“This partnership with the Organic Trade Association provides an accessible and comprehensive introduction to taking a rational approach to reducing the opportunity for fraud,” said Dr. John Spink, Director of the Food Fraud Initiative at Michigan State. “While there are a wide range of excellent tools and methods, to be really useful, they need to be refined and adapted to a specific problem. This series of training programs will raise the collective expertise and harmonize the approach to broadly reduce the opportunity for fraud.”
The two courses developed for organic inspectors and certifiers are made possible by a cooperative agreement between the Organic Trade Association and USDA, with the trade association working with Michigan State to develop the courses compatible with USDA’s Organic Integrity Learning Center. Both courses will be around five hours.
“The Organic Integrity Learning Center is an important free resource for organic certifiers, inspectors, and compliance professionals,” said Jennifer Tucker, Deputy Administrator of USDA’s National Organic Program, which oversees the Organic Integrity Learning Center. “More than 1,000 people have signed up for Learning Center accounts, and the Organic Trade Association’s courses will be an important resource for individuals across the organic industry who are fighting against fraud in the organic supply chain.”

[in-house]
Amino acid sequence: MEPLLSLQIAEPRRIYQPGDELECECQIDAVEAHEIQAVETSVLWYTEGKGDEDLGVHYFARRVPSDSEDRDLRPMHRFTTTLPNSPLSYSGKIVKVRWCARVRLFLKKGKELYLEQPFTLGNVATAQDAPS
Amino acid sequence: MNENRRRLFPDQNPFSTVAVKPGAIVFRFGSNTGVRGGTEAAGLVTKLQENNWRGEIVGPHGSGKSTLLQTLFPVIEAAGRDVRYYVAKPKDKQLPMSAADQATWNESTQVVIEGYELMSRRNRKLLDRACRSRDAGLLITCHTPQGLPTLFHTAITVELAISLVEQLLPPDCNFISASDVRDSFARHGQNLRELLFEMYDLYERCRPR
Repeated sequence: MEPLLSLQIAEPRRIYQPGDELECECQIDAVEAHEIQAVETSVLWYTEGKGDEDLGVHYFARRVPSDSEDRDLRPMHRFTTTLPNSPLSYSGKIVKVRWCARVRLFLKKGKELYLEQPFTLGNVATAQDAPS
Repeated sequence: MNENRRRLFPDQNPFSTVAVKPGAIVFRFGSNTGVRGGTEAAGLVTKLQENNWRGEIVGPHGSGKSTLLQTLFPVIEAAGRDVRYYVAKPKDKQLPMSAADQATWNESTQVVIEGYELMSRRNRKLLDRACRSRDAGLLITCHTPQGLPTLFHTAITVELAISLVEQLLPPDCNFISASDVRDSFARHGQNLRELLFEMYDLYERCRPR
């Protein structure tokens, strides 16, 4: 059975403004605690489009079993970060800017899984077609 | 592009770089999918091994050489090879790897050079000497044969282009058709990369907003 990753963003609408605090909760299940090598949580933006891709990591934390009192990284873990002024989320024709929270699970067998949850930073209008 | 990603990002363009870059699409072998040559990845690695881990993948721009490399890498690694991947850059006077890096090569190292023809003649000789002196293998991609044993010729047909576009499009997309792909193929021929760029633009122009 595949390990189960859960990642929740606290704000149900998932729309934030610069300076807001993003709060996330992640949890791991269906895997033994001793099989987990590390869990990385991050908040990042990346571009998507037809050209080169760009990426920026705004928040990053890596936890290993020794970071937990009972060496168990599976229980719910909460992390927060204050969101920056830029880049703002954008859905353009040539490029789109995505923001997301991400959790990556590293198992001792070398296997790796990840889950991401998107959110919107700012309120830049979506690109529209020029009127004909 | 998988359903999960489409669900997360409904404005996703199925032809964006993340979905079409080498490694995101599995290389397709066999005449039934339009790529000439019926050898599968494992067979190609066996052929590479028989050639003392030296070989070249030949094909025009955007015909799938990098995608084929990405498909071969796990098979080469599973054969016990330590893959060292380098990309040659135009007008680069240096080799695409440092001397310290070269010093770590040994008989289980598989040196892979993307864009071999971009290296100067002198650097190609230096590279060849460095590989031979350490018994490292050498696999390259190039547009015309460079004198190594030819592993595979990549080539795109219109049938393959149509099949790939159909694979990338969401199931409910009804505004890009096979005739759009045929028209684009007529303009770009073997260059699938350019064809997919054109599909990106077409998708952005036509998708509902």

One of the courses, “Organic Fraud and the Criminal Mind,” will provide insight into the criminal mind behind fraud, and how it takes advantage of weaknesses and gaps in the organic supply chain. It will break down common organic fraud vulnerabilities, and help enable inspectors and certifiers to better identify the opportunities for organic fraud.